O'Horten Bent Hamer

O'Horten Bent Hamer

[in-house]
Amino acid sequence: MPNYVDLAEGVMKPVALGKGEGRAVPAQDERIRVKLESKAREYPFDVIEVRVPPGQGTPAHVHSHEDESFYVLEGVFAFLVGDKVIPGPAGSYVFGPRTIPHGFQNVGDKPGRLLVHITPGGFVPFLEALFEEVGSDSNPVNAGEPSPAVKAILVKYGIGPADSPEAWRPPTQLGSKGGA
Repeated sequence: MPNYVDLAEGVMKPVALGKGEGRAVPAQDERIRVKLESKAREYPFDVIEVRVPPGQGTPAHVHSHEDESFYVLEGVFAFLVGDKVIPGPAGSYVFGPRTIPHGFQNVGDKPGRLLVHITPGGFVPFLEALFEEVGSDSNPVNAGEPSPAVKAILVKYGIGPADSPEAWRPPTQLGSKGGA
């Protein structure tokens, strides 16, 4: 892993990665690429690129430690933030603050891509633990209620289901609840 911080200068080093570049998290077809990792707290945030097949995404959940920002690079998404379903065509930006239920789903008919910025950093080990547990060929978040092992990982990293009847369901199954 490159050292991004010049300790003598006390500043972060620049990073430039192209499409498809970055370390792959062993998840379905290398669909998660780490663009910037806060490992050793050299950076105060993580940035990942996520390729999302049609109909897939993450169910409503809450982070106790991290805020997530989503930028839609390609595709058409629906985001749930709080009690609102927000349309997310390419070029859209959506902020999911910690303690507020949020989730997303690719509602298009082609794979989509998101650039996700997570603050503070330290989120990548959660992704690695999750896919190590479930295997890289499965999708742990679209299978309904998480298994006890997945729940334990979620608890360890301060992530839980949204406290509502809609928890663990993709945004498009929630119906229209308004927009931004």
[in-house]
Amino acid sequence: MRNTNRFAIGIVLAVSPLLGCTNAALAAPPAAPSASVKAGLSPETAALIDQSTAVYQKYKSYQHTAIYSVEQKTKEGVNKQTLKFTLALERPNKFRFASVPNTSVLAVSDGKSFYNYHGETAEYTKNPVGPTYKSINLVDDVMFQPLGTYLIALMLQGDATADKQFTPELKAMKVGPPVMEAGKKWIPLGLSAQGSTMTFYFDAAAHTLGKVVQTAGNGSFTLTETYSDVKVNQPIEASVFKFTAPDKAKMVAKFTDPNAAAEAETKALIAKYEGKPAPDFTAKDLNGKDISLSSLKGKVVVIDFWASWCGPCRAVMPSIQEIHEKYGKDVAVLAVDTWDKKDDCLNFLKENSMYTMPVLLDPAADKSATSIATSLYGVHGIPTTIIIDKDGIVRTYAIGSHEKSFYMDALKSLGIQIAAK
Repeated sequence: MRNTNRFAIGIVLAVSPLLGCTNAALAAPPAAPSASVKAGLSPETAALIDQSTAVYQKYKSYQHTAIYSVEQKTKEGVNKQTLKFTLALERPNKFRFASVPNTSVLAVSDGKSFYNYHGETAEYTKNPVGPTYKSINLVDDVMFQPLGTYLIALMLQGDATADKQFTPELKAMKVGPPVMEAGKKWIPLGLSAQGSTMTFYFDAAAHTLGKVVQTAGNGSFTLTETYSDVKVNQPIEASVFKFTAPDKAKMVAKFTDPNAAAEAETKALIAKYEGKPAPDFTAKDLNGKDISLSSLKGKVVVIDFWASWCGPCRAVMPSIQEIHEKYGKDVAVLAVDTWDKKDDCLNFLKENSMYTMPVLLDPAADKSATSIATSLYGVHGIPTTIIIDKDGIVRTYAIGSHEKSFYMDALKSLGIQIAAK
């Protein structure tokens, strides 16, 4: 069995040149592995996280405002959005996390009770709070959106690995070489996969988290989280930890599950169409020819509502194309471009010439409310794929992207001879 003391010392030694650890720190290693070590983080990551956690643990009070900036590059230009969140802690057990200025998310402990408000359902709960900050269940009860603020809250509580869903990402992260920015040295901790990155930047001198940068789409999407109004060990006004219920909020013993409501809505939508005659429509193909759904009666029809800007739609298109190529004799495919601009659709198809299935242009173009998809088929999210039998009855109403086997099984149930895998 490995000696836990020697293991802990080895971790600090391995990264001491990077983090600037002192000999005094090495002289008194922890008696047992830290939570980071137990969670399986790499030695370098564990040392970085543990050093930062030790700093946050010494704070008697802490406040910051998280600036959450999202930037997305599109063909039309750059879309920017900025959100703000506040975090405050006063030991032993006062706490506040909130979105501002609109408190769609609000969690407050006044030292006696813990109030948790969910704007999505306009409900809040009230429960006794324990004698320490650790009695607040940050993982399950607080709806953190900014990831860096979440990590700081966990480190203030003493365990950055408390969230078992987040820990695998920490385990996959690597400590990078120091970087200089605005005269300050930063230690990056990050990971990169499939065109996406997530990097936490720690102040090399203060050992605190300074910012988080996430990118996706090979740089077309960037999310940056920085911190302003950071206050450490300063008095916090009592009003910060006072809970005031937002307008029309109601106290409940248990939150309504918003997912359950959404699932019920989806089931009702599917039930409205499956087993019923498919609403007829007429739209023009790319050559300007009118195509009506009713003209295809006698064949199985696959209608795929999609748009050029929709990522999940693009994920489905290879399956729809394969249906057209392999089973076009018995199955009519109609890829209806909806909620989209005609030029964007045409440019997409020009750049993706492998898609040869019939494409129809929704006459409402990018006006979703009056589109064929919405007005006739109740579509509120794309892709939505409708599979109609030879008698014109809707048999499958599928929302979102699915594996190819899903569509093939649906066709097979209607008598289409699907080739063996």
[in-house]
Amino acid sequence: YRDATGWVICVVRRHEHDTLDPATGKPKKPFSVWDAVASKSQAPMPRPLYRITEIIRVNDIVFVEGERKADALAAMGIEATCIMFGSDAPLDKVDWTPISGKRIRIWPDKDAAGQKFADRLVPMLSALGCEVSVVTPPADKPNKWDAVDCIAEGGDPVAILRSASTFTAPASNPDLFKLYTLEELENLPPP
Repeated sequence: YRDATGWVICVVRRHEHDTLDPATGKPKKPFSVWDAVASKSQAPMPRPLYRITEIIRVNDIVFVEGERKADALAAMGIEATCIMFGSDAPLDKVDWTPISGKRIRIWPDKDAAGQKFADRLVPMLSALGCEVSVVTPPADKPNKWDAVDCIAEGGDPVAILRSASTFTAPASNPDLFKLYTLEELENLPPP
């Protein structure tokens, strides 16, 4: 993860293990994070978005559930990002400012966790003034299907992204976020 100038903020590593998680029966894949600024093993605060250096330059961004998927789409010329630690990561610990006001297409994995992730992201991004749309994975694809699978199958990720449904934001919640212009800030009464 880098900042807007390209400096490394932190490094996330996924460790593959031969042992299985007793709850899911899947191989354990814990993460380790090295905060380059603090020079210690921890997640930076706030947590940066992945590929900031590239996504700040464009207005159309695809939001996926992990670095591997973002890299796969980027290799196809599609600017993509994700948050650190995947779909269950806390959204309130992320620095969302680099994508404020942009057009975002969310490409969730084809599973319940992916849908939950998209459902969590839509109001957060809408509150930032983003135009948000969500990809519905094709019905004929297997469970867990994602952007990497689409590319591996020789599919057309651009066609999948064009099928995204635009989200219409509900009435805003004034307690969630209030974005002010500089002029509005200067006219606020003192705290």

The DVD cover for O'Horten features the titular character, Odd Horten (Baard Owe), standing on front of a train in his conductor's outfit, holding an awkwardly large and despondent dog. His attire and expression are crisp, formal and professional, making the inclusion of the overweight dog somewhat alarming and amusing, more so in an eyebrow raising way than a laugh-out-loud funny one. It's an extremely apt cover for the film, as its dry, deadpan humour and lack of narrative convention define it. There really isn't much of a story to this tale of purposelessness in retirement, as the concern here is that of idiosyncratic tone while following Odd from one bizarre locale to the next. Essentially, after the 67-year-old train conductor retires, sent off with a rousing game of "name that train sound," he attempts to revisit the things in his life that mattered, such as old friends and haunts, winding up inappropriately in the way and quietly observing social insanity. One such peregrination finds him falling asleep in a public sauna, waking up in the middle of the night alone, only to take a dip in the pool where a couple of females decide to get a little "experimental." Losing his shoes, Odd flees in a pair of women's cowboy boots, stumbling upon a drunken inventor sleeping in the street, whose home he eventually stays at for a couple of days before going for a blindfolded drive, where his new friend dies of a heart attack. The fact that "it's all about the journey" probably won't surprise anyone after the not so subtle opening of trains and tunnels lets us know that this is a story of life, death and reflection, no matter how deliberately quirky. Regardless, an off-centre disposition and lack of predictability make this one quite entertaining to watch. Included with the DVD is a brief interview with writer/director Bent Hamer where he reinforces the lack of traditional narrative concern while his interviewer drinks a pint of beer. It is Europe, after all. (Sony)